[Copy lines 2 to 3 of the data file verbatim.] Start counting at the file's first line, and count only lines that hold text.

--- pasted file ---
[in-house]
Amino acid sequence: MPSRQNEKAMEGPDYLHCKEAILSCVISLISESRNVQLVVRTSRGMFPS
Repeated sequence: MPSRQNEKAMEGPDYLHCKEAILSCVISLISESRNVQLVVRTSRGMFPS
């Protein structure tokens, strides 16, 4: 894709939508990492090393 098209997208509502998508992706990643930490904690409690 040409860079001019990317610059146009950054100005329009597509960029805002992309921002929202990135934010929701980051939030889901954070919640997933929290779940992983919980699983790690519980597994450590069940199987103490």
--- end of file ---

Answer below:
Amino acid sequence: MPSRQNEKAMEGPDYLHCKEAILSCVISLISESRNVQLVVRTSRGMFPS
Repeated sequence: MPSRQNEKAMEGPDYLHCKEAILSCVISLISESRNVQLVVRTSRGMFPS